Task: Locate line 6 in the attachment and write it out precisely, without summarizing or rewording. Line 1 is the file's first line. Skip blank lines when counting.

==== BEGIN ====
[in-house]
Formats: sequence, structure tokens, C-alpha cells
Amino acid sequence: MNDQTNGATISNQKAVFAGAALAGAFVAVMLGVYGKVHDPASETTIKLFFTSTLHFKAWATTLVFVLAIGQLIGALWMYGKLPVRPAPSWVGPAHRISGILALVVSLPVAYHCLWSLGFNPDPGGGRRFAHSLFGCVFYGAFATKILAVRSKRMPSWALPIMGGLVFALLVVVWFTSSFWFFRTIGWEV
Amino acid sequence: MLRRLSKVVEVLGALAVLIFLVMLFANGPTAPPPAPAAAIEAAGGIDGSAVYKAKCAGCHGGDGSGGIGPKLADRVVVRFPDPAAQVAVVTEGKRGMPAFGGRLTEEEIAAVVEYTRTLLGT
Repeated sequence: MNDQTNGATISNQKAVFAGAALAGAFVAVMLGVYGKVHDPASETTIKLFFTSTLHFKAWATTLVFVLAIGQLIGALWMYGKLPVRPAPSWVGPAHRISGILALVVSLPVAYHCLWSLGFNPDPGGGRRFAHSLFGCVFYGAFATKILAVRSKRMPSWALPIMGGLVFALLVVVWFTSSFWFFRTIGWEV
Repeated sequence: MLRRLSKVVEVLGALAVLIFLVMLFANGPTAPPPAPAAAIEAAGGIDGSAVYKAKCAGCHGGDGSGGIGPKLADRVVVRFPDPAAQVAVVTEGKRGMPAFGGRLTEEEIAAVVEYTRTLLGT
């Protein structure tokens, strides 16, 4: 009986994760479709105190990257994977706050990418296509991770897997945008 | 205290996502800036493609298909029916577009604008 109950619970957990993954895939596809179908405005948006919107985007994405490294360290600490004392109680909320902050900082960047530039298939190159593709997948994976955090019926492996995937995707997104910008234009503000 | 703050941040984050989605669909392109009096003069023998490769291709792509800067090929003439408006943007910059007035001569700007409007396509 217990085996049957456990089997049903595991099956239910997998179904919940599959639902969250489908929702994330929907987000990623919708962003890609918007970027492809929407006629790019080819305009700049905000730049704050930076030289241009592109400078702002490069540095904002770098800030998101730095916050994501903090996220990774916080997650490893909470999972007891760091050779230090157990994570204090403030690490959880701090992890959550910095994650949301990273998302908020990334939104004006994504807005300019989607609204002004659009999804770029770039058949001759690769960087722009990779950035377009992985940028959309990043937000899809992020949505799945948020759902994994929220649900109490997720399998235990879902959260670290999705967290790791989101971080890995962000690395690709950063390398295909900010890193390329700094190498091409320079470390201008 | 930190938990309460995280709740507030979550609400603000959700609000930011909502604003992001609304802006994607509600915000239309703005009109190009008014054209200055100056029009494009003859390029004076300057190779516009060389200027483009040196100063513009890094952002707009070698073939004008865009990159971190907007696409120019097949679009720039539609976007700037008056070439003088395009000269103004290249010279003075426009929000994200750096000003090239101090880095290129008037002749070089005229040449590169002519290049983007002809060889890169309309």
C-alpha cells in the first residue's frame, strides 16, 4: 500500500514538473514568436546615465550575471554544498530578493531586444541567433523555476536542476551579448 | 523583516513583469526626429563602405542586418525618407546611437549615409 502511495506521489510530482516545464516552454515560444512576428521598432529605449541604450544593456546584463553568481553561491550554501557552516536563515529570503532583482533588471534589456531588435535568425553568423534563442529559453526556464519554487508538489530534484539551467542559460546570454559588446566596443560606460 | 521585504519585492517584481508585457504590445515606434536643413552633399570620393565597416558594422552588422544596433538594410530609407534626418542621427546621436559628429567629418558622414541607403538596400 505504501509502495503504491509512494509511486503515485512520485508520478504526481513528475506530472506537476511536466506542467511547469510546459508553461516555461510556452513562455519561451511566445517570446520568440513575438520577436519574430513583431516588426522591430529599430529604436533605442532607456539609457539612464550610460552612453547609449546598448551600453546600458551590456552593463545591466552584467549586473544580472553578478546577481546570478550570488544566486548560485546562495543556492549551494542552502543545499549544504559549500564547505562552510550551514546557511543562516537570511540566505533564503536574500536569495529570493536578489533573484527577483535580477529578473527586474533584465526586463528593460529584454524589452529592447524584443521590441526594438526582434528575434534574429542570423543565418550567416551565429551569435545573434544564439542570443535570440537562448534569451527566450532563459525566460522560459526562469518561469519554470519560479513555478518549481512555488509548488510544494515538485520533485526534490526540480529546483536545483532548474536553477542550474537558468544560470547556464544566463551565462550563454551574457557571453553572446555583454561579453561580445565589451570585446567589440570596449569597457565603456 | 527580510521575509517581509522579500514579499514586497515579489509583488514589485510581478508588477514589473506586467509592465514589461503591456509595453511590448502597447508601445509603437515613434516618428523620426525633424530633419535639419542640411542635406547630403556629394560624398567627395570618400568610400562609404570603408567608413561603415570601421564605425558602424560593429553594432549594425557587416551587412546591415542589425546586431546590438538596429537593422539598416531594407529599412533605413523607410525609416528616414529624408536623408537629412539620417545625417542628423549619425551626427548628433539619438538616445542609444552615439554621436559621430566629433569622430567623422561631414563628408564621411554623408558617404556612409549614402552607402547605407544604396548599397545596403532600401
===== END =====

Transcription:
Repeated sequence: MLRRLSKVVEVLGALAVLIFLVMLFANGPTAPPPAPAAAIEAAGGIDGSAVYKAKCAGCHGGDGSGGIGPKLADRVVVRFPDPAAQVAVVTEGKRGMPAFGGRLTEEEIAAVVEYTRTLLGT